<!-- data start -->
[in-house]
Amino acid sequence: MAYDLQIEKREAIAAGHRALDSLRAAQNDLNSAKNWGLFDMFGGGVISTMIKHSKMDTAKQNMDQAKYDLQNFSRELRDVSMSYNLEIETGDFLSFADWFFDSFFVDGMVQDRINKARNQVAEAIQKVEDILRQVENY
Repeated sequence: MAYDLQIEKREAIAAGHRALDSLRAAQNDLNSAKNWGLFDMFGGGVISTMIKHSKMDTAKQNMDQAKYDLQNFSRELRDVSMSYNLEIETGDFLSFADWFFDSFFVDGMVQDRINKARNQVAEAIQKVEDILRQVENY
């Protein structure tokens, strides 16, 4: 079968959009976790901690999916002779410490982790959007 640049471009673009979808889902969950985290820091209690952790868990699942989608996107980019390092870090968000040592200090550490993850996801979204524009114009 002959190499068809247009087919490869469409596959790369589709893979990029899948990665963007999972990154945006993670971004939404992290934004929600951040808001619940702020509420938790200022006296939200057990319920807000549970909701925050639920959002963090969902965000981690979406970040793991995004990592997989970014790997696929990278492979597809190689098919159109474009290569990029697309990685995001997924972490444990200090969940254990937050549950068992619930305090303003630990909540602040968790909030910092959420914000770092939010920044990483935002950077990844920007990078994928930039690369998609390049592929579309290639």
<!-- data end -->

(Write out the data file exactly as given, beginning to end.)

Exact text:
[in-house]
Amino acid sequence: MAYDLQIEKREAIAAGHRALDSLRAAQNDLNSAKNWGLFDMFGGGVISTMIKHSKMDTAKQNMDQAKYDLQNFSRELRDVSMSYNLEIETGDFLSFADWFFDSFFVDGMVQDRINKARNQVAEAIQKVEDILRQVENY
Repeated sequence: MAYDLQIEKREAIAAGHRALDSLRAAQNDLNSAKNWGLFDMFGGGVISTMIKHSKMDTAKQNMDQAKYDLQNFSRELRDVSMSYNLEIETGDFLSFADWFFDSFFVDGMVQDRINKARNQVAEAIQKVEDILRQVENY
């Protein structure tokens, strides 16, 4: 079968959009976790901690999916002779410490982790959007 640049471009673009979808889902969950985290820091209690952790868990699942989608996107980019390092870090968000040592200090550490993850996801979204524009114009 002959190499068809247009087919490869469409596959790369589709893979990029899948990665963007999972990154945006993670971004939404992290934004929600951040808001619940702020509420938790200022006296939200057990319920807000549970909701925050639920959002963090969902965000981690979406970040793991995004990592997989970014790997696929990278492979597809190689098919159109474009290569990029697309990685995001997924972490444990200090969940254990937050549950068992619930305090303003630990909540602040968790909030910092959420914000770092939010920044990483935002950077990844920007990078994928930039690369998609390049592929579309290639």